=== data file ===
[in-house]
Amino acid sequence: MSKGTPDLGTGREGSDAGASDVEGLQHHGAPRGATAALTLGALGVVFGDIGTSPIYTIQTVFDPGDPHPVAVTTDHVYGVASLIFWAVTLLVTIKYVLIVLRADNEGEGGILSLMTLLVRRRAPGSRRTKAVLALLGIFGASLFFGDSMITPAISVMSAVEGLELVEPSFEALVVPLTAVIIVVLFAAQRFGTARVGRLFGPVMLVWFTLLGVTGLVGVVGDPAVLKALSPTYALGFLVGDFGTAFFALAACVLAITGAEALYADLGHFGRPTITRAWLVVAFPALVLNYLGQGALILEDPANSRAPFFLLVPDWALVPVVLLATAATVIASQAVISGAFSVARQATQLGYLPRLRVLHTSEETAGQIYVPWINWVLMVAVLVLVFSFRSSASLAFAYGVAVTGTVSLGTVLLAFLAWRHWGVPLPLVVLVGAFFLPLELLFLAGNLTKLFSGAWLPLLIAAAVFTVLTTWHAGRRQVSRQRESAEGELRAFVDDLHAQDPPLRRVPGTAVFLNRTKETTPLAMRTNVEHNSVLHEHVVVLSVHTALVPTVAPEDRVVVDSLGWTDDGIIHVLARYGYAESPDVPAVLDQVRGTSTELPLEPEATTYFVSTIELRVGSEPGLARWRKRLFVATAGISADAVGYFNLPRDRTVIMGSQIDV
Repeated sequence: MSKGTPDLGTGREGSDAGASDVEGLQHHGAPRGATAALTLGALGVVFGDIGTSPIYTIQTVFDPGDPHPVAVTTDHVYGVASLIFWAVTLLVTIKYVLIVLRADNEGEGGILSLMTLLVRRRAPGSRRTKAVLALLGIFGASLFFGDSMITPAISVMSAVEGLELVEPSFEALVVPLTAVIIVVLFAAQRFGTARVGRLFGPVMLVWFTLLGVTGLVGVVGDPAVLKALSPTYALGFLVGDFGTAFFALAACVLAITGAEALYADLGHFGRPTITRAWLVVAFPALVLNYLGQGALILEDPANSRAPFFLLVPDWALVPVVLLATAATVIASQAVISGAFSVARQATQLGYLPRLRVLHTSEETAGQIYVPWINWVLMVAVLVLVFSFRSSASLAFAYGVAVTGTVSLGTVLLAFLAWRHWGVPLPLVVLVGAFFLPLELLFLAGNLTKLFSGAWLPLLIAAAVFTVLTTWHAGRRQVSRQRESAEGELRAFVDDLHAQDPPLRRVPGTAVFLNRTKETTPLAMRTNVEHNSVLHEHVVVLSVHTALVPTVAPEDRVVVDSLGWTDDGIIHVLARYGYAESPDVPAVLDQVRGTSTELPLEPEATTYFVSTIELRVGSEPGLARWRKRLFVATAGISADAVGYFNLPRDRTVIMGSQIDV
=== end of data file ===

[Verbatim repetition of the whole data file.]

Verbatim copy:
[in-house]
Amino acid sequence: MSKGTPDLGTGREGSDAGASDVEGLQHHGAPRGATAALTLGALGVVFGDIGTSPIYTIQTVFDPGDPHPVAVTTDHVYGVASLIFWAVTLLVTIKYVLIVLRADNEGEGGILSLMTLLVRRRAPGSRRTKAVLALLGIFGASLFFGDSMITPAISVMSAVEGLELVEPSFEALVVPLTAVIIVVLFAAQRFGTARVGRLFGPVMLVWFTLLGVTGLVGVVGDPAVLKALSPTYALGFLVGDFGTAFFALAACVLAITGAEALYADLGHFGRPTITRAWLVVAFPALVLNYLGQGALILEDPANSRAPFFLLVPDWALVPVVLLATAATVIASQAVISGAFSVARQATQLGYLPRLRVLHTSEETAGQIYVPWINWVLMVAVLVLVFSFRSSASLAFAYGVAVTGTVSLGTVLLAFLAWRHWGVPLPLVVLVGAFFLPLELLFLAGNLTKLFSGAWLPLLIAAAVFTVLTTWHAGRRQVSRQRESAEGELRAFVDDLHAQDPPLRRVPGTAVFLNRTKETTPLAMRTNVEHNSVLHEHVVVLSVHTALVPTVAPEDRVVVDSLGWTDDGIIHVLARYGYAESPDVPAVLDQVRGTSTELPLEPEATTYFVSTIELRVGSEPGLARWRKRLFVATAGISADAVGYFNLPRDRTVIMGSQIDV
Repeated sequence: MSKGTPDLGTGREGSDAGASDVEGLQHHGAPRGATAALTLGALGVVFGDIGTSPIYTIQTVFDPGDPHPVAVTTDHVYGVASLIFWAVTLLVTIKYVLIVLRADNEGEGGILSLMTLLVRRRAPGSRRTKAVLALLGIFGASLFFGDSMITPAISVMSAVEGLELVEPSFEALVVPLTAVIIVVLFAAQRFGTARVGRLFGPVMLVWFTLLGVTGLVGVVGDPAVLKALSPTYALGFLVGDFGTAFFALAACVLAITGAEALYADLGHFGRPTITRAWLVVAFPALVLNYLGQGALILEDPANSRAPFFLLVPDWALVPVVLLATAATVIASQAVISGAFSVARQATQLGYLPRLRVLHTSEETAGQIYVPWINWVLMVAVLVLVFSFRSSASLAFAYGVAVTGTVSLGTVLLAFLAWRHWGVPLPLVVLVGAFFLPLELLFLAGNLTKLFSGAWLPLLIAAAVFTVLTTWHAGRRQVSRQRESAEGELRAFVDDLHAQDPPLRRVPGTAVFLNRTKETTPLAMRTNVEHNSVLHEHVVVLSVHTALVPTVAPEDRVVVDSLGWTDDGIIHVLARYGYAESPDVPAVLDQVRGTSTELPLEPEATTYFVSTIELRVGSEPGLARWRKRLFVATAGISADAVGYFNLPRDRTVIMGSQIDV